The upshot is that Japanese politics since 2012 has essentially been a long hangover after the populist-fuelled frenzies of the 2000s. Most voters, particularly independents, have not necessarily been enamoured with Abe or his policies for much of his second premiership. Still, the Abe cabinet’s approval ratings are consistently robust and, when they have dipped in the wake of contentious legislative battles or other controversies, they have always drifted back to around 50 per cent or higher.

At the same time, support for the DPJ, and its various successor parties since 2017, has been abysmal. Polling averages show that only the centre-left Constitutional Democratic Party has approached double-digit support. It is still well behind the LDP’s support, which consistently hovers around 40 per cent.

Disillusioned by the populist waves of the 2000s, independents resist Abe’s muscular conservatism but are also extremely reluctant to embrace the anti-Abe politics of the DPJ and its successors or the Japanese Communist Party. The occasional outbreaks of mass demonstrations have been the exception that proves the rule. Independents largely abstain, LDP and Komeito grassroots supporters turn out in strength, and Abe romps to victory — this has been the story of every election since 2012.

A kind of managerial democracy has emerged as a result. Abe cannot push too hard with his ideological preoccupations — he tested the limits in 2014 and 2015 when he successfully reinterpreted the constitution to permit limited exercise of Japan’s right of collective self-defence. But so long as he makes a good-faith effort to grapple with some of Japan’s more pressing economic and social issues, the public is willing to tolerate Abe’s staying in office with the support of strong majorities in both houses of the Diet.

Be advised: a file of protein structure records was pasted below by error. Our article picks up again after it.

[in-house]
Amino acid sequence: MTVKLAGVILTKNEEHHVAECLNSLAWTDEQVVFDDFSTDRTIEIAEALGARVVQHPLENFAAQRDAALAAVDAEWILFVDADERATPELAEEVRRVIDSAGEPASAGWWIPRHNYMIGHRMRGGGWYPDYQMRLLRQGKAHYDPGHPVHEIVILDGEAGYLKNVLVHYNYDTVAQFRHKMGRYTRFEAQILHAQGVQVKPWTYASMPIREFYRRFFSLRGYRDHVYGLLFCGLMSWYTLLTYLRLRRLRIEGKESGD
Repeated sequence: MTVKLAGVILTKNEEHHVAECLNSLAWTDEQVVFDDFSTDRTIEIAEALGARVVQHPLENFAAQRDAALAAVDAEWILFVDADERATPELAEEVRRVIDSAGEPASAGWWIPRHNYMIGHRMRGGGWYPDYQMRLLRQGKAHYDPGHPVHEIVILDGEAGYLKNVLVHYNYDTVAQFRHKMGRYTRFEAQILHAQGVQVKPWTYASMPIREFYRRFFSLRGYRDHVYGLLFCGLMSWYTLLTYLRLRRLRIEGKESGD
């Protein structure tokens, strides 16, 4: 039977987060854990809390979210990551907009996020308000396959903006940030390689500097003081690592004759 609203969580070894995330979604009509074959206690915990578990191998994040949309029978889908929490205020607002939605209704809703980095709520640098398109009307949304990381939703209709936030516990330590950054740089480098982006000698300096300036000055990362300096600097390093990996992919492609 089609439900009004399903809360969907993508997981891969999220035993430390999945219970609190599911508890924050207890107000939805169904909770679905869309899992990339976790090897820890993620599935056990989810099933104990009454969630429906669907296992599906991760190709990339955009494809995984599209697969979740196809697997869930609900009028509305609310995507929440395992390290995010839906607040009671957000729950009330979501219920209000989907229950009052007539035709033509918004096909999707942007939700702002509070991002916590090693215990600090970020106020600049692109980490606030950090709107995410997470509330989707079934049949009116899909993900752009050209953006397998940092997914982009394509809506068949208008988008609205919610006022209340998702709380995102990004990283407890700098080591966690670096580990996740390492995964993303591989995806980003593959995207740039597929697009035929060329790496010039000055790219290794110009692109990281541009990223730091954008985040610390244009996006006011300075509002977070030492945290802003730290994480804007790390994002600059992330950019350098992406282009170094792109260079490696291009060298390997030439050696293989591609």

In fact, political volatility and the rise of populism in other democracies is likely strengthening the appeal of Japan’s Abe-dominated post-populist democracy. A stable, durable government bolsters Japan’s ability to cope with global instability — some of Abe’s highest marks from the public are for his foreign policies — and the status quo, whatever its faults, looks preferable to the alternative.

Japan’s post-populist democracy may not be particularly exciting. After all, the biggest question on 21 July is not whether the ruling coalition will win but rather just how big its victory will be. And it may not be good for Japan over time. Robust multi-party competition fosters the kind of creative thinking needed to tackle some of the country’s most pressing challenges — as Abe’s return and the birth of Abenomics showed.

But for the time being, Japan’s electorate seems content with being an island of stability in a volatile world, clearing the way for what looks like Abe’s sixth consecutive national electoral victory as prime minister.

Tobias Harris is Senior Vice President at Teneo Intelligence, and Economy, Trade, and Business Fellow at the Sasakawa Peace Foundation USA, based in Washington DC.